April: hopes spring in global economy

HomeNewsApril: hopes spring in global economy

European commission: Brexit will cost USD 62 BLN to the UK

The European Commission plans to bill Westminster with 50 billion pounds Sterling (some USD 62 billion), and the UK will be able to leave the EU once the account is settled, the EC President Jean-Claude Juncker affirms.

«We will sum up all the UK contributions to arrive to the final figure,» he is quoted saying by BBC. Asked whether the amount is close to 50 billion pounds, he responded positively.

British Prime Minister Teresa May officially launched the Brexit talks this spring, and the issue of amount to be settled by the British to cover any agreed obligations will be one of the key questions during the talks. This amount includes obligations such as the pensions to EU officials, the financing of infrastructure facilities, etc.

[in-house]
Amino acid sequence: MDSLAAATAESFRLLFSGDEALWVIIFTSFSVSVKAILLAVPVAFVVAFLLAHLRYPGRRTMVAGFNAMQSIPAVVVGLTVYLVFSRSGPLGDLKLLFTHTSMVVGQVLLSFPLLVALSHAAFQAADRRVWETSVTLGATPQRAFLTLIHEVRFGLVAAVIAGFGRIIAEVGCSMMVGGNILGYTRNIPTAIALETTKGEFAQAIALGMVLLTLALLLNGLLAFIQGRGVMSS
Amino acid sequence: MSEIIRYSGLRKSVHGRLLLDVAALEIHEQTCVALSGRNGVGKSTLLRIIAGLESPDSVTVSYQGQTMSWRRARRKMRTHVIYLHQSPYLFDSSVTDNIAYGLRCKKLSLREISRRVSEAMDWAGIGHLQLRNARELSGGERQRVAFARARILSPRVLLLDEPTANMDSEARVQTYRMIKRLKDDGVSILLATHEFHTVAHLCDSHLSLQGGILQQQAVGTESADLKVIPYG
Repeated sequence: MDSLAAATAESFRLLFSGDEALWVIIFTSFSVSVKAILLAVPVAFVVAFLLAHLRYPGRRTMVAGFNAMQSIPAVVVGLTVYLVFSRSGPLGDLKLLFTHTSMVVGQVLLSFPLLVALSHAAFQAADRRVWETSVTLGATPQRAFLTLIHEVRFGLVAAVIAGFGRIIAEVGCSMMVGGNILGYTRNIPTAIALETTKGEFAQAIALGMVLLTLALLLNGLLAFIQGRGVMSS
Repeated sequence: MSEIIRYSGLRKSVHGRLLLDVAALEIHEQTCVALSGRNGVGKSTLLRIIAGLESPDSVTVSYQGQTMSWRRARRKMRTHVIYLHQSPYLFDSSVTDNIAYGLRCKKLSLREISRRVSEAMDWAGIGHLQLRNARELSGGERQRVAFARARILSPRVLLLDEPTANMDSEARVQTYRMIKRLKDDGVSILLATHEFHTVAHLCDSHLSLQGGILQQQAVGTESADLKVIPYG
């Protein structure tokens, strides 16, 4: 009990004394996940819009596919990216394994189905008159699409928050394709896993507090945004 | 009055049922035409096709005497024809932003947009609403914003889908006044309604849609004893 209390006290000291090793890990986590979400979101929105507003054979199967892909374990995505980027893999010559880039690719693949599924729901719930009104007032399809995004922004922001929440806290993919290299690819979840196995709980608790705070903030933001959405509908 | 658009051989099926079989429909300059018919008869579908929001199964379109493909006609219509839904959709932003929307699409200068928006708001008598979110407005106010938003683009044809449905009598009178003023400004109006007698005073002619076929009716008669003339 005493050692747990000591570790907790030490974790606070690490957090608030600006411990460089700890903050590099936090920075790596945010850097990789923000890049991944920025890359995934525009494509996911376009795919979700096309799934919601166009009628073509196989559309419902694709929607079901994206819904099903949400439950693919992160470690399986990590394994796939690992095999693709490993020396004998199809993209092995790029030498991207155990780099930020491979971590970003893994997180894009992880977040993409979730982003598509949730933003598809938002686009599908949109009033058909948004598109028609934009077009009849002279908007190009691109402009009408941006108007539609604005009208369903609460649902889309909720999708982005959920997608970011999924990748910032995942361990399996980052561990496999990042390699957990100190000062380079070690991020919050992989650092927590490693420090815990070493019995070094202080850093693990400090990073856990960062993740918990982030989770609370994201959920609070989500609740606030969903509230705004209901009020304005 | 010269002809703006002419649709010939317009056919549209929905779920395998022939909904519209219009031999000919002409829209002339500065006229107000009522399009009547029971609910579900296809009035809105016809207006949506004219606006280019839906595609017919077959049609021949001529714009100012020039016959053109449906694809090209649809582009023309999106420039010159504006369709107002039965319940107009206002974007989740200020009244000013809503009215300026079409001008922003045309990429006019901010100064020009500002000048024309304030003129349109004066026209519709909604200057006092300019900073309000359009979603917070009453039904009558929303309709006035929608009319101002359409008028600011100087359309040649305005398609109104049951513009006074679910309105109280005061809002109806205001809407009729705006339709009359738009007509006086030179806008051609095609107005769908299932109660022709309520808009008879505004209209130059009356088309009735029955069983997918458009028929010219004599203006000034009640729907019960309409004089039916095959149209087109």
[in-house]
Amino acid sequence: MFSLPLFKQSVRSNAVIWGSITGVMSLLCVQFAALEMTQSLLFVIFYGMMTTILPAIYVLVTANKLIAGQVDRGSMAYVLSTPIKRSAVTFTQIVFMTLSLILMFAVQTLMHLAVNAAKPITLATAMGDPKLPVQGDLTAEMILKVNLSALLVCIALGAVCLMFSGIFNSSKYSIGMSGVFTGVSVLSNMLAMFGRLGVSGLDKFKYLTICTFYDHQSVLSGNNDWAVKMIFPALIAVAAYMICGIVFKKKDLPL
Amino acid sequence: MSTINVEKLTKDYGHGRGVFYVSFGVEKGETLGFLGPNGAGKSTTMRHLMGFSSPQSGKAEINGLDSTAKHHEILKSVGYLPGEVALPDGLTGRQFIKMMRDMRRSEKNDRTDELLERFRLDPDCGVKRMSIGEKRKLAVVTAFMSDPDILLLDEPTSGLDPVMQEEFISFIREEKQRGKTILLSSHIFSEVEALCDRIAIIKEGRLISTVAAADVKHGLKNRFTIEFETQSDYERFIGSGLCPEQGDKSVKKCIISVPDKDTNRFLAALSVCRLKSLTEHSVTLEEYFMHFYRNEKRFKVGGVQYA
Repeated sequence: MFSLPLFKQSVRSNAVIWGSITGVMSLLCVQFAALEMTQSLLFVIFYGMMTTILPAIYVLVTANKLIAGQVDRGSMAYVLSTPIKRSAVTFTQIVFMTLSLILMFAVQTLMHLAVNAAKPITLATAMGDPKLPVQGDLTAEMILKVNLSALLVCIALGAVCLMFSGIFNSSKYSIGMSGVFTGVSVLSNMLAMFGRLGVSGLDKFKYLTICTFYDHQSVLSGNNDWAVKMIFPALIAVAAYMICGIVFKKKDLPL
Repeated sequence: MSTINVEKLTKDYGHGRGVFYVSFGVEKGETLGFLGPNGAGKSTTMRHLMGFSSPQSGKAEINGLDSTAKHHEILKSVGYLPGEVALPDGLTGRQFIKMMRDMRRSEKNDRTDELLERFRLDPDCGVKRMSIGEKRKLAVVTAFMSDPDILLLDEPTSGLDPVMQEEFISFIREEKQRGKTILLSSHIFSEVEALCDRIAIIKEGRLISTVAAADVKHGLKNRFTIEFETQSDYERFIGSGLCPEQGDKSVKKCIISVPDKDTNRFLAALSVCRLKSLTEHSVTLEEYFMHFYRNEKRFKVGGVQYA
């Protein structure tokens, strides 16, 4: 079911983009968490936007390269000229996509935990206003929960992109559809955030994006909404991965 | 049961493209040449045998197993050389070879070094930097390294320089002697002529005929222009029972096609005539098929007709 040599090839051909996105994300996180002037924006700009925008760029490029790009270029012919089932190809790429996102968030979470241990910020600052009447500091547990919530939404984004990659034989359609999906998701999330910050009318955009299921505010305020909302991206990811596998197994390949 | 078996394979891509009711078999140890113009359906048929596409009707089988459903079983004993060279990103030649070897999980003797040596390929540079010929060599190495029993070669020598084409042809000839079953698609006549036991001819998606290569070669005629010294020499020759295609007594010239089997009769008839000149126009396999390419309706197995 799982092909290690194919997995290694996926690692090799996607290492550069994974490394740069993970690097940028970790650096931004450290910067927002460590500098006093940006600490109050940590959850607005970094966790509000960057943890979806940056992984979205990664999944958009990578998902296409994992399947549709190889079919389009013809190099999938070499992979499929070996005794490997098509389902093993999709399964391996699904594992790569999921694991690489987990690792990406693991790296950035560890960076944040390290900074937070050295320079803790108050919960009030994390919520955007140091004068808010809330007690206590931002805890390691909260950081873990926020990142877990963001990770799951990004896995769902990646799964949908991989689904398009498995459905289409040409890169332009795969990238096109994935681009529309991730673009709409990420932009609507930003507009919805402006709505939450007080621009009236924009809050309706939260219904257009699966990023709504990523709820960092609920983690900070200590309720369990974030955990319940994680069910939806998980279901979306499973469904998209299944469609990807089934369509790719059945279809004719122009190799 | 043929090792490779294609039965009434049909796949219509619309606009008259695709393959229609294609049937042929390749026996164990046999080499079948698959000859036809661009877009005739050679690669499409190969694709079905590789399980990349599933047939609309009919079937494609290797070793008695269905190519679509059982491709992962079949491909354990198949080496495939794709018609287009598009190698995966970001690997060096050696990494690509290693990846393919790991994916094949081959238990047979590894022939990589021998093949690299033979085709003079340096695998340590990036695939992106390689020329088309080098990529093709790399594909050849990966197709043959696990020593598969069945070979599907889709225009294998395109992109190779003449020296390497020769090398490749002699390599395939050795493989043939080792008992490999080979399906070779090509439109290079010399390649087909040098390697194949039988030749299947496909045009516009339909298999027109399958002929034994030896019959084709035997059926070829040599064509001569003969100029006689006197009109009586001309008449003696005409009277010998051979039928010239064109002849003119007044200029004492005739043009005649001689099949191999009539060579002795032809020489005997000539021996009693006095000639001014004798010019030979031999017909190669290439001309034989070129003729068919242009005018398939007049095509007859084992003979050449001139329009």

On March 14, the British Parliament approved the bill to launch Brexit by March 31, without any amendments. The bill was approved with no amendments by both chambers of the British Parliament, the House of Commons and the House of Lords, following debates that lasted for 70 hours. One day later, Queen Elizabeth II confirmed it with her signature. The law, thus, came into force, and the PM Teresa May received the right to trigger off Brexit in accordance with the Article 50 of the Lisbon Treaty. Two years of negotiations will follow.

A referendum on the withdrawal of the United Kingdom from the EU took place on June 23, 2016. According to the official count, 51.9% of the voters pronounced themselves in favour of Brexit.

Russia: the abyss between rich and poor is growing